Investing should be easy – just buy low and sell high – but most of us have trouble following that simple advice. There are principles and strategies that may enable you to put together an investment portfolio that reflects your risk tolerance, time horizon, and goals. Understanding these principles and strategies can help you avoid some of the pitfalls that snare some investors.
Can successful investors predict changes in the markets? Some can but others miss the market’s signals.
Getting what you want out of your money may require the right game plan.
International funds invest in non-U.S. markets, while global funds may invest in U.S. stocks alongside non-U.S. stocks.
Understanding how a stock works is key to understanding your investments.
A few strategies that may help you prepare for the cost of higher education.
The recent market drop is an important reminder of why it's important to take a long-term view.
This worksheet can help you estimate the costs of a four-year college program.
Exchange-traded funds have some things in common with mutual funds, but there are differences, too.
Estimate the potential impact taxes and inflation can have on the purchasing power of an investment.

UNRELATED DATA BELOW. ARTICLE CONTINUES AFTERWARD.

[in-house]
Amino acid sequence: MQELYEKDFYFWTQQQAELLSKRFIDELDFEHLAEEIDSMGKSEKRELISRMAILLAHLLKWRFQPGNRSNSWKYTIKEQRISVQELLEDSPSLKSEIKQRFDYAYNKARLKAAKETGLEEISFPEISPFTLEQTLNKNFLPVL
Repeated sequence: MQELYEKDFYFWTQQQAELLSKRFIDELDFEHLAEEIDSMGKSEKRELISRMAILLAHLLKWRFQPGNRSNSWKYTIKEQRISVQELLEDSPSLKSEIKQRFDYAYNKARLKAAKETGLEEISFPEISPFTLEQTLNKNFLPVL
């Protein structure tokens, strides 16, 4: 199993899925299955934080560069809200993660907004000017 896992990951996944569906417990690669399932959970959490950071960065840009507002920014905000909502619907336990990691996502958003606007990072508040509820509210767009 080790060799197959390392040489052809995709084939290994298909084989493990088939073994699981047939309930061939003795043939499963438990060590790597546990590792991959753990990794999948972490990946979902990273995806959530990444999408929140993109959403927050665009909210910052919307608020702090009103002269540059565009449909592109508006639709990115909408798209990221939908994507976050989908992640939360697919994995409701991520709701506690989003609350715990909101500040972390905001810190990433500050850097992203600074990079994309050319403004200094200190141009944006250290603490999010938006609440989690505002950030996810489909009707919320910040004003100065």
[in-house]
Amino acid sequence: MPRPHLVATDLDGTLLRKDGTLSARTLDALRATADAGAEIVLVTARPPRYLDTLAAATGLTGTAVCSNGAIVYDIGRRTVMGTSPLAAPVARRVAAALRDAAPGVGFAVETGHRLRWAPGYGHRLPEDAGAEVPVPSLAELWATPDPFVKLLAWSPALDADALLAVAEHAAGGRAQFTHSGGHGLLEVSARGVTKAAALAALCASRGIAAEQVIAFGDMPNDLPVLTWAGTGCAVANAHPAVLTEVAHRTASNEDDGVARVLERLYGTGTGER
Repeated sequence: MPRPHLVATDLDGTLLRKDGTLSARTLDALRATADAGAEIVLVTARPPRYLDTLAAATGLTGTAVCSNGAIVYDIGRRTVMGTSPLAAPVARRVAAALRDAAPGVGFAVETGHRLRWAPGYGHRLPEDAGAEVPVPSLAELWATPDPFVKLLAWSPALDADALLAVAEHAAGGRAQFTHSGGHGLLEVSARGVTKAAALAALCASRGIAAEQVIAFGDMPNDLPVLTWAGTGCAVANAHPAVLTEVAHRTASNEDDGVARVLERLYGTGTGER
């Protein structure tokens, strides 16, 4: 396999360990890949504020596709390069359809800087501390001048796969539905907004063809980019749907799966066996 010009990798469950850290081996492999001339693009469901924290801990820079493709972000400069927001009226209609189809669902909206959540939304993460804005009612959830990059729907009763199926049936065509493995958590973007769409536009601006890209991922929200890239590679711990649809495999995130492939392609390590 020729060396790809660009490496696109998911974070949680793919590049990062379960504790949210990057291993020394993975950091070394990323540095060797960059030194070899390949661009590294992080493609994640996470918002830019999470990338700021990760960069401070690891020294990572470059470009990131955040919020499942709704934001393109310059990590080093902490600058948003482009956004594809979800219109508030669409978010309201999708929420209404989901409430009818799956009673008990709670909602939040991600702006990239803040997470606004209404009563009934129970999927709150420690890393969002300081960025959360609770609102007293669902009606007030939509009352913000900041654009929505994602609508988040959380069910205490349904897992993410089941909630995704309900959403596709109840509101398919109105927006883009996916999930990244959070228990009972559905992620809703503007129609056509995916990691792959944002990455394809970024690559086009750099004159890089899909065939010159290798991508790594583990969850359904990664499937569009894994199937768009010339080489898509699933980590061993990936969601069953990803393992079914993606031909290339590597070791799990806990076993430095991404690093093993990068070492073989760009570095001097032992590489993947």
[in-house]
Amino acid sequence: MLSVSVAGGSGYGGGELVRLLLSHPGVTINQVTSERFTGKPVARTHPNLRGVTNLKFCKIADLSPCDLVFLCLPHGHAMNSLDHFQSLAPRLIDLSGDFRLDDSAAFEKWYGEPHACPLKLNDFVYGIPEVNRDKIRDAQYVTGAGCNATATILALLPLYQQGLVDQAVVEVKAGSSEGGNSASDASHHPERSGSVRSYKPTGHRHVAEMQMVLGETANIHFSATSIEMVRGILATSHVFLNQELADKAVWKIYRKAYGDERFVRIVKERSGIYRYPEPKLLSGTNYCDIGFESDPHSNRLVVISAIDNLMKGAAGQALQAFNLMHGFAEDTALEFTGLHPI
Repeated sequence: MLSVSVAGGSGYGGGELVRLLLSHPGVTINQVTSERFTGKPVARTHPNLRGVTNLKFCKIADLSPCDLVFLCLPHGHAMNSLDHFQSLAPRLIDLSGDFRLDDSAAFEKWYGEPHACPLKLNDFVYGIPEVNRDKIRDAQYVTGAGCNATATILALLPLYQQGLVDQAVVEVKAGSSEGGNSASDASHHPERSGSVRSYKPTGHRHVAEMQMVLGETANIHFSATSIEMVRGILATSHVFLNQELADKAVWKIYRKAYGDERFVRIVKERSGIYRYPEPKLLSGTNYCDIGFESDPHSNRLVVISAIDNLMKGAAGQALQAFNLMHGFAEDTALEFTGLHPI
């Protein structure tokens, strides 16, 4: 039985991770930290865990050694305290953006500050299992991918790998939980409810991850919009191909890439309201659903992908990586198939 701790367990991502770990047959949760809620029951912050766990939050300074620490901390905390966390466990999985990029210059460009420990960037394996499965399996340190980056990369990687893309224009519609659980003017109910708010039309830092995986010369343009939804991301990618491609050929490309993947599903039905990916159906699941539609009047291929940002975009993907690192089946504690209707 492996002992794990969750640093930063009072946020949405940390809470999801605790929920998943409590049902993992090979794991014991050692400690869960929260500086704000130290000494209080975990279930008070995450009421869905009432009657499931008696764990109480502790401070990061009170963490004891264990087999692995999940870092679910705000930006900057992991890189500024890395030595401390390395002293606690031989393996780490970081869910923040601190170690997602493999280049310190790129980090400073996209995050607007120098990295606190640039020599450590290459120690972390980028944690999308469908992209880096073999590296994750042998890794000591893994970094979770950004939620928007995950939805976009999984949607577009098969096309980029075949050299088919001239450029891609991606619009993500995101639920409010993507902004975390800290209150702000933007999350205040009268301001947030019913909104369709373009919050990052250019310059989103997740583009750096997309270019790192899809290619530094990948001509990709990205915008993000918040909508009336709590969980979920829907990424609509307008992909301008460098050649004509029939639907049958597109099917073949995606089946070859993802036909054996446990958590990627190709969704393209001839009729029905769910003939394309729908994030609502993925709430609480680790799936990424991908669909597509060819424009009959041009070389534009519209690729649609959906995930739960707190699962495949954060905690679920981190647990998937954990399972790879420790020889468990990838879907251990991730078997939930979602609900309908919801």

Use this calculator to better see the potential impact of compound interest on an asset.
Use this calculator to compare the future value of investments with different tax consequences.
This calculator can help you estimate how much you should be saving for college.
Determine if you are eligible to contribute to a traditional or Roth IRA.
This calculator helps determine your pre-tax and after-tax dividend yield on a particular stock.
Principles that can help create a portfolio designed to pursue investment goals.
There are some smart strategies that may help you pursue your investment objectives
Agent Jane Bond is on the case, cracking the code on bonds.
Smart investors take the time to separate emotion from fact.
How do the markets usually react to elections? Was the 2016 election any different?
Even low inflation rates can pose a threat to investment returns.
Here is a quick history of the Federal Reserve and an overview of what it does.
Investors seeking world investments can choose between global and international funds. What's the difference?